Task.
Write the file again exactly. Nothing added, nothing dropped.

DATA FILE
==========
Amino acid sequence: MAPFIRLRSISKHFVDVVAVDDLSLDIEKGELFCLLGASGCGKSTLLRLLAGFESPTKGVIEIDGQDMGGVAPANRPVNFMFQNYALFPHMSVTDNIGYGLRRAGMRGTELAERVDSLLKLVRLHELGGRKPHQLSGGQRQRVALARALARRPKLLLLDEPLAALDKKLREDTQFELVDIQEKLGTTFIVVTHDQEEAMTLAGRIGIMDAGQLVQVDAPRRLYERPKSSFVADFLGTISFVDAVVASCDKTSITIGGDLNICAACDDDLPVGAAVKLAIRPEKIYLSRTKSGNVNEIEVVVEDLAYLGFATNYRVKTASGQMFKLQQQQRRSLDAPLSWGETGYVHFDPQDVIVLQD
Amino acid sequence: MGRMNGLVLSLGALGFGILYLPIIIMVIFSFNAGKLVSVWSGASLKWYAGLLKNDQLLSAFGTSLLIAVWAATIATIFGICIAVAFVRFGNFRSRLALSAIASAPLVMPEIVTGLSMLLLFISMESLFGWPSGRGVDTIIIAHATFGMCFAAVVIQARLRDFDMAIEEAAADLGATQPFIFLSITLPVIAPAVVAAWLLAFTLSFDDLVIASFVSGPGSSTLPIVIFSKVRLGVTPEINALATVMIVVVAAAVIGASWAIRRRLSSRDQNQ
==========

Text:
Amino acid sequence: MAPFIRLRSISKHFVDVVAVDDLSLDIEKGELFCLLGASGCGKSTLLRLLAGFESPTKGVIEIDGQDMGGVAPANRPVNFMFQNYALFPHMSVTDNIGYGLRRAGMRGTELAERVDSLLKLVRLHELGGRKPHQLSGGQRQRVALARALARRPKLLLLDEPLAALDKKLREDTQFELVDIQEKLGTTFIVVTHDQEEAMTLAGRIGIMDAGQLVQVDAPRRLYERPKSSFVADFLGTISFVDAVVASCDKTSITIGGDLNICAACDDDLPVGAAVKLAIRPEKIYLSRTKSGNVNEIEVVVEDLAYLGFATNYRVKTASGQMFKLQQQQRRSLDAPLSWGETGYVHFDPQDVIVLQD
Amino acid sequence: MGRMNGLVLSLGALGFGILYLPIIIMVIFSFNAGKLVSVWSGASLKWYAGLLKNDQLLSAFGTSLLIAVWAATIATIFGICIAVAFVRFGNFRSRLALSAIASAPLVMPEIVTGLSMLLLFISMESLFGWPSGRGVDTIIIAHATFGMCFAAVVIQARLRDFDMAIEEAAADLGATQPFIFLSITLPVIAPAVVAAWLLAFTLSFDDLVIASFVSGPGSSTLPIVIFSKVRLGVTPEINALATVMIVVVAAAVIGASWAIRRRLSSRDQNQ